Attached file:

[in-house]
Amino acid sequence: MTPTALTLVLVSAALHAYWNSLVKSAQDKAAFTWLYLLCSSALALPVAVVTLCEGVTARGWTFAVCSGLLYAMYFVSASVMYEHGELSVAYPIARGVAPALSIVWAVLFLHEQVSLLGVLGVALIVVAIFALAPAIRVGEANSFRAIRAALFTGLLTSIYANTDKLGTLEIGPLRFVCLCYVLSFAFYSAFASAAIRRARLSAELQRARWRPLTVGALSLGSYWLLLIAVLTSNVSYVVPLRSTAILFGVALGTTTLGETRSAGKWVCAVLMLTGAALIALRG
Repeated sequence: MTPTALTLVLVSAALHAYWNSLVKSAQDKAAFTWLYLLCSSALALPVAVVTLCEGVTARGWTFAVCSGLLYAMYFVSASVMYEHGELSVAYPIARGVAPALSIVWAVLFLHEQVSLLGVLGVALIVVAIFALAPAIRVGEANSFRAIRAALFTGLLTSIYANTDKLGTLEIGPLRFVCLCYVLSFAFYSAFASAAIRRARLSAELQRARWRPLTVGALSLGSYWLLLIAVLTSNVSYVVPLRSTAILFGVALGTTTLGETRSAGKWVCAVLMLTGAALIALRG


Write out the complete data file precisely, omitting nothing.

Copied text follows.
[in-house]
Amino acid sequence: MTPTALTLVLVSAALHAYWNSLVKSAQDKAAFTWLYLLCSSALALPVAVVTLCEGVTARGWTFAVCSGLLYAMYFVSASVMYEHGELSVAYPIARGVAPALSIVWAVLFLHEQVSLLGVLGVALIVVAIFALAPAIRVGEANSFRAIRAALFTGLLTSIYANTDKLGTLEIGPLRFVCLCYVLSFAFYSAFASAAIRRARLSAELQRARWRPLTVGALSLGSYWLLLIAVLTSNVSYVVPLRSTAILFGVALGTTTLGETRSAGKWVCAVLMLTGAALIALRG
Repeated sequence: MTPTALTLVLVSAALHAYWNSLVKSAQDKAAFTWLYLLCSSALALPVAVVTLCEGVTARGWTFAVCSGLLYAMYFVSASVMYEHGELSVAYPIARGVAPALSIVWAVLFLHEQVSLLGVLGVALIVVAIFALAPAIRVGEANSFRAIRAALFTGLLTSIYANTDKLGTLEIGPLRFVCLCYVLSFAFYSAFASAAIRRARLSAELQRARWRPLTVGALSLGSYWLLLIAVLTSNVSYVVPLRSTAILFGVALGTTTLGETRSAGKWVCAVLMLTGAALIALRG